Track: ‘Dystopia (The Earth is on Fire)’ by YACHT (listen here)
Average grade: 6.5

Craig: I am a big fan of YACHT.  I'd call them pop music for conspiracy theorist philosophers who like to get wasted and dance.  This song has the synth beat and off-kilter lyrics I expect, but for some reason I'm feeling a little cool on it upon first examination.  This is the kind of band to listen to multiple times before fully appreciating them, though, so I'm going to have to go with the benefit of the doubt on this one.  Dance, dance!

Anna: My general opinion of YACHT is meh, and this song has done absolutely nothing to change it. Casual electropop without a spark to be seen or heard for miles. They put on an energetic live show though, if that helps.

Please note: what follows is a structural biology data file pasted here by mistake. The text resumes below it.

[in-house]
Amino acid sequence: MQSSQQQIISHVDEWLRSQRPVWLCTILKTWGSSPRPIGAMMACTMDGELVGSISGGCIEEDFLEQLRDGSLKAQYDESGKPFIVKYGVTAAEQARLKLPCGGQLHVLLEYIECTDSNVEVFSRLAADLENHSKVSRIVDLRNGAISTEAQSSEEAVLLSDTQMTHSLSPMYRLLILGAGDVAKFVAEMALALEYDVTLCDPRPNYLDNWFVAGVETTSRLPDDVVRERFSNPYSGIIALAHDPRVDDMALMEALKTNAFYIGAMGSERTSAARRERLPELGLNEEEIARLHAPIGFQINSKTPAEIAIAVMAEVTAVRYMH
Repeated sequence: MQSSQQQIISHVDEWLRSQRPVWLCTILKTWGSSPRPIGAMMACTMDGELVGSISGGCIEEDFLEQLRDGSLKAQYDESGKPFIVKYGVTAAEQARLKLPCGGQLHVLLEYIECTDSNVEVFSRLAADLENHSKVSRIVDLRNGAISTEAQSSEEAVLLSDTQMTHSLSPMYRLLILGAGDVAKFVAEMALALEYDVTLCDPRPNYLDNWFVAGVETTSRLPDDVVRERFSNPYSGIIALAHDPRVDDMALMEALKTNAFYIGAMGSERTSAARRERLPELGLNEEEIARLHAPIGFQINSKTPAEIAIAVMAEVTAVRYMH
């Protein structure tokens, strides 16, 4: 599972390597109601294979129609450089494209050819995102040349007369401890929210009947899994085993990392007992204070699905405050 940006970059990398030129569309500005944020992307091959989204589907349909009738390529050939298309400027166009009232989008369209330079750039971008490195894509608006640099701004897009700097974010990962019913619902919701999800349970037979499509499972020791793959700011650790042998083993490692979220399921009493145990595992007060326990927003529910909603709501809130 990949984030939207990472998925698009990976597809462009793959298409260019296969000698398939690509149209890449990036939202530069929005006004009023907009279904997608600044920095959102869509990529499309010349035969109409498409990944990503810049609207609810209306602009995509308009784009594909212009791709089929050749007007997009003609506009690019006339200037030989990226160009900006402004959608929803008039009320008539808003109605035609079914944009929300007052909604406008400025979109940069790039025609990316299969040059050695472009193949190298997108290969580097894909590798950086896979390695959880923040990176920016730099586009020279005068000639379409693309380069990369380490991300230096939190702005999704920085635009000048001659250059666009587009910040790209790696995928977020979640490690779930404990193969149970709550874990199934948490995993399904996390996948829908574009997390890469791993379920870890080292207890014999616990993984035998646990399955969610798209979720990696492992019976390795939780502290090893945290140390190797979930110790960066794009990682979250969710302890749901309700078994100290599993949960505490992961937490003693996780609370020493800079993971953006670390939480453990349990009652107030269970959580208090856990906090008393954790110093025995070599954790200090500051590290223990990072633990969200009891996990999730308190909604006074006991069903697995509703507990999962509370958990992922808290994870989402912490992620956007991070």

Linda: I LOVE YACHT! And you would too if you'd seen them live! It's like the OK Go treadmill video but better and not a video nor with OK Go or treadmills (because honestly, who ever wants to come close to one of those monsters?)! The LCD Soundsystem likeliness in this song is almost ironic as that band have just waved goodbye to the music bizz with an over 3 hour long farewell gig. So run, YACHT, run! There's a void to be filled!

Stef: Something basically all DFA bands are a master at is stealing/incorporating other sounds/influences (depending which side of the fence you are on), and this song is no exception. I like that kind of alluding/mixing to be honest, and it sure beats out the roof the roof the roof is on fire /we don’t need no water let the motherfucker burn. I think this one is more clever. Also it is a fun song that really fits into the YACHT aesthetic. And I agree with everyone who has said positive stuff about their live show.

zondag 3 april 2011

Casiokids and of Montreal team up for 7” split